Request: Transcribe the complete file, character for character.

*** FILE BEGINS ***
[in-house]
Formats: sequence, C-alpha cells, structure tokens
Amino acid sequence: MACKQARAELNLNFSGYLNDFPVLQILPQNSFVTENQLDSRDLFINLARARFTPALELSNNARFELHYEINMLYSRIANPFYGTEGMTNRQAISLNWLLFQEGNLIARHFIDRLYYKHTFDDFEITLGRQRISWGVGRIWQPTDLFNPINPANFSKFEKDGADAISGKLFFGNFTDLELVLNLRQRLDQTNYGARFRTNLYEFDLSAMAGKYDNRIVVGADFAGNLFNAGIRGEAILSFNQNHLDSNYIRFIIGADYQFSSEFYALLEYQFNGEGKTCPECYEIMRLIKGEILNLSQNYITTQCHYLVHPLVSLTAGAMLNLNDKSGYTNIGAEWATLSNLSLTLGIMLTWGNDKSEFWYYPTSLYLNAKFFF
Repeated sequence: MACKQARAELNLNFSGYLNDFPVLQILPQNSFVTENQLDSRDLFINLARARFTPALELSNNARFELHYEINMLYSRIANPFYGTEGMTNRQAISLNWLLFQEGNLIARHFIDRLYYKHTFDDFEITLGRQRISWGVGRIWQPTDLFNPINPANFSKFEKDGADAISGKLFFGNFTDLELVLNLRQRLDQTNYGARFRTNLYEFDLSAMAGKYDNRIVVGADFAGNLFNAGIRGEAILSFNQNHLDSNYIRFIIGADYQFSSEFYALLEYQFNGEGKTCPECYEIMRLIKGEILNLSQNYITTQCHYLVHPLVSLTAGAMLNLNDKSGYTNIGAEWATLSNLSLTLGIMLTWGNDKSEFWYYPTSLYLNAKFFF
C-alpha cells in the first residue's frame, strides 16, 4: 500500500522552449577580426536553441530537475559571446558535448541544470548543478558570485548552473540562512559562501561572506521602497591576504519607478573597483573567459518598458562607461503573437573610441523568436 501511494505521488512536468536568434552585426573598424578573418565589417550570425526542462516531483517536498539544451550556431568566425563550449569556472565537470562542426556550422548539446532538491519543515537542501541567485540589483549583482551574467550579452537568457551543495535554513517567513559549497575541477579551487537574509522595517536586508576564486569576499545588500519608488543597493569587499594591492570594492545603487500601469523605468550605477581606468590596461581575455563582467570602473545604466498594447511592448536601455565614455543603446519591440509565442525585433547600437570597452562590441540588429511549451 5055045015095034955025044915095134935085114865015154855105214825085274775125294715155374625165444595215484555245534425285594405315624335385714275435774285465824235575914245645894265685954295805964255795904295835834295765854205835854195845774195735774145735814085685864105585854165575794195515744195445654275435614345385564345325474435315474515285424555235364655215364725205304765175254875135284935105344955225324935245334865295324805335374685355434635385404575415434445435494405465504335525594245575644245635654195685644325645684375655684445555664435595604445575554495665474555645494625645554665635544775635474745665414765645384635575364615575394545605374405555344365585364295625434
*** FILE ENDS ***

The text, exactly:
[in-house]
Formats: sequence, C-alpha cells, structure tokens
Amino acid sequence: MACKQARAELNLNFSGYLNDFPVLQILPQNSFVTENQLDSRDLFINLARARFTPALELSNNARFELHYEINMLYSRIANPFYGTEGMTNRQAISLNWLLFQEGNLIARHFIDRLYYKHTFDDFEITLGRQRISWGVGRIWQPTDLFNPINPANFSKFEKDGADAISGKLFFGNFTDLELVLNLRQRLDQTNYGARFRTNLYEFDLSAMAGKYDNRIVVGADFAGNLFNAGIRGEAILSFNQNHLDSNYIRFIIGADYQFSSEFYALLEYQFNGEGKTCPECYEIMRLIKGEILNLSQNYITTQCHYLVHPLVSLTAGAMLNLNDKSGYTNIGAEWATLSNLSLTLGIMLTWGNDKSEFWYYPTSLYLNAKFFF
Repeated sequence: MACKQARAELNLNFSGYLNDFPVLQILPQNSFVTENQLDSRDLFINLARARFTPALELSNNARFELHYEINMLYSRIANPFYGTEGMTNRQAISLNWLLFQEGNLIARHFIDRLYYKHTFDDFEITLGRQRISWGVGRIWQPTDLFNPINPANFSKFEKDGADAISGKLFFGNFTDLELVLNLRQRLDQTNYGARFRTNLYEFDLSAMAGKYDNRIVVGADFAGNLFNAGIRGEAILSFNQNHLDSNYIRFIIGADYQFSSEFYALLEYQFNGEGKTCPECYEIMRLIKGEILNLSQNYITTQCHYLVHPLVSLTAGAMLNLNDKSGYTNIGAEWATLSNLSLTLGIMLTWGNDKSEFWYYPTSLYLNAKFFF
C-alpha cells in the first residue's frame, strides 16, 4: 500500500522552449577580426536553441530537475559571446558535448541544470548543478558570485548552473540562512559562501561572506521602497591576504519607478573597483573567459518598458562607461503573437573610441523568436 501511494505521488512536468536568434552585426573598424578573418565589417550570425526542462516531483517536498539544451550556431568566425563550449569556472565537470562542426556550422548539446532538491519543515537542501541567485540589483549583482551574467550579452537568457551543495535554513517567513559549497575541477579551487537574509522595517536586508576564486569576499545588500519608488543597493569587499594591492570594492545603487500601469523605468550605477581606468590596461581575455563582467570602473545604466498594447511592448536601455565614455543603446519591440509565442525585433547600437570597452562590441540588429511549451 5055045015095034955025044915095134935085114865015154855105214825085274775125294715155374625165444595215484555245534425285594405315624335385714275435774285465824235575914245645894265685954295805964255795904295835834295765854205835854195845774195735774145735814085685864105585854165575794195515744195445654275435614345385564345325474435315474515285424555235364655215364725205304765175254875135284935105344955225324935245334865295324805335374685355434635385404575415434445435494405465504335525594245575644245635654195685644325645684375655684445555664435595604445575554495665474555645494625645554665635544775635474745665414765645384635575364615575394545605374405555344365585364295625434